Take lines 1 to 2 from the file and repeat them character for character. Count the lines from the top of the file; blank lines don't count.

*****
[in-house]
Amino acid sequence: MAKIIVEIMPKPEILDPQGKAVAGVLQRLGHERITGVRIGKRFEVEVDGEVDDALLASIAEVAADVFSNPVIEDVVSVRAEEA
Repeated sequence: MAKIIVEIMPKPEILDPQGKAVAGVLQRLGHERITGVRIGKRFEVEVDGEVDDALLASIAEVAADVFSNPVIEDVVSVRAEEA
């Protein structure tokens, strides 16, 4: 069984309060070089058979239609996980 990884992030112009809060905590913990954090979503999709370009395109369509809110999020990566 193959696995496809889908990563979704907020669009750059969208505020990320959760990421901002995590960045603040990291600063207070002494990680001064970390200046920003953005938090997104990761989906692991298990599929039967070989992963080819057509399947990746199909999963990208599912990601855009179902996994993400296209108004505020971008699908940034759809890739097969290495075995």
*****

[in-house]
Amino acid sequence: MAKIIVEIMPKPEILDPQGKAVAGVLQRLGHERITGVRIGKRFEVEVDGEVDDALLASIAEVAADVFSNPVIEDVVSVRAEEA